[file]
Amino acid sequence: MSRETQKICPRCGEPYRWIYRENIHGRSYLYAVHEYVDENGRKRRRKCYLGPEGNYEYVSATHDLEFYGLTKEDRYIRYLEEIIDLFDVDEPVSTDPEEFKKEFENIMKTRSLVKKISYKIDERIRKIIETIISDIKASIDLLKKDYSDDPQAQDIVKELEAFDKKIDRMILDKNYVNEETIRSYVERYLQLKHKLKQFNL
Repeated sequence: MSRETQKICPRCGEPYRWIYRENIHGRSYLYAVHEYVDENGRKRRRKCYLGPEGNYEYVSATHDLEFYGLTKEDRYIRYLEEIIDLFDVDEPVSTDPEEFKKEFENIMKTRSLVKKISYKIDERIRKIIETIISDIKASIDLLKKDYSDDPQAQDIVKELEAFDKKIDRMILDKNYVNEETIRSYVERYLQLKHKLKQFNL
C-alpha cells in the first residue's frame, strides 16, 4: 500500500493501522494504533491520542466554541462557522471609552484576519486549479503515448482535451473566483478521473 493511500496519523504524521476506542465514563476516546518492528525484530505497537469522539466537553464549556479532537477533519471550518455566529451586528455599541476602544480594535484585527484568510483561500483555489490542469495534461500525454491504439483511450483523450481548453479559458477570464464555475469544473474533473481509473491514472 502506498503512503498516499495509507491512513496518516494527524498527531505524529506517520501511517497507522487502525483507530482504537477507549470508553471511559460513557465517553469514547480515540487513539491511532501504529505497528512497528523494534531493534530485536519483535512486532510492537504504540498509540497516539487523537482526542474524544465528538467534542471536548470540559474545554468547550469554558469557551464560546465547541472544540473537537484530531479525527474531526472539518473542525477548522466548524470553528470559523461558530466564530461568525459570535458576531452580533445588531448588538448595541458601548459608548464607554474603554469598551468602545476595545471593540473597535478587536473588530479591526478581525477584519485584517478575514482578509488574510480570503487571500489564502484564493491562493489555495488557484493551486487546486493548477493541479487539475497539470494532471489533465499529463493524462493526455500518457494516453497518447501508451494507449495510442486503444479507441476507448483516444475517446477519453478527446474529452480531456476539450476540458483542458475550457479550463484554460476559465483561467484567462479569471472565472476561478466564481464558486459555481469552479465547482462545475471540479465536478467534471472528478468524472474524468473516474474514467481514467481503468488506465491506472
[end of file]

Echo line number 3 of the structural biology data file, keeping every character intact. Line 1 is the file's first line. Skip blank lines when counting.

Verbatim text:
C-alpha cells in the first residue's frame, strides 16, 4: 500500500493501522494504533491520542466554541462557522471609552484576519486549479503515448482535451473566483478521473 493511500496519523504524521476506542465514563476516546518492528525484530505497537469522539466537553464549556479532537477533519471550518455566529451586528455599541476602544480594535484585527484568510483561500483555489490542469495534461500525454491504439483511450483523450481548453479559458477570464464555475469544473474533473481509473491514472 502506498503512503498516499495509507491512513496518516494527524498527531505524529506517520501511517497507522487502525483507530482504537477507549470508553471511559460513557465517553469514547480515540487513539491511532501504529505497528512497528523494534531493534530485536519483535512486532510492537504504540498509540497516539487523537482526542474524544465528538467534542471536548470540559474545554468547550469554558469557551464560546465547541472544540473537537484530531479525527474531526472539518473542525477548522466548524470553528470559523461558530466564530461568525459570535458576531452580533445588531448588538448595541458601548459608548464607554474603554469598551468602545476595545471593540473597535478587536473588530479591526478581525477584519485584517478575514482578509488574510480570503487571500489564502484564493491562493489555495488557484493551486487546486493548477493541479487539475497539470494532471489533465499529463493524462493526455500518457494516453497518447501508451494507449495510442486503444479507441476507448483516444475517446477519453478527446474529452480531456476539450476540458483542458475550457479550463484554460476559465483561467484567462479569471472565472476561478466564481464558486459555481469552479465547482462545475471540479465536478467534471472528478468524472474524468473516474474514467481514467481503468488506465491506472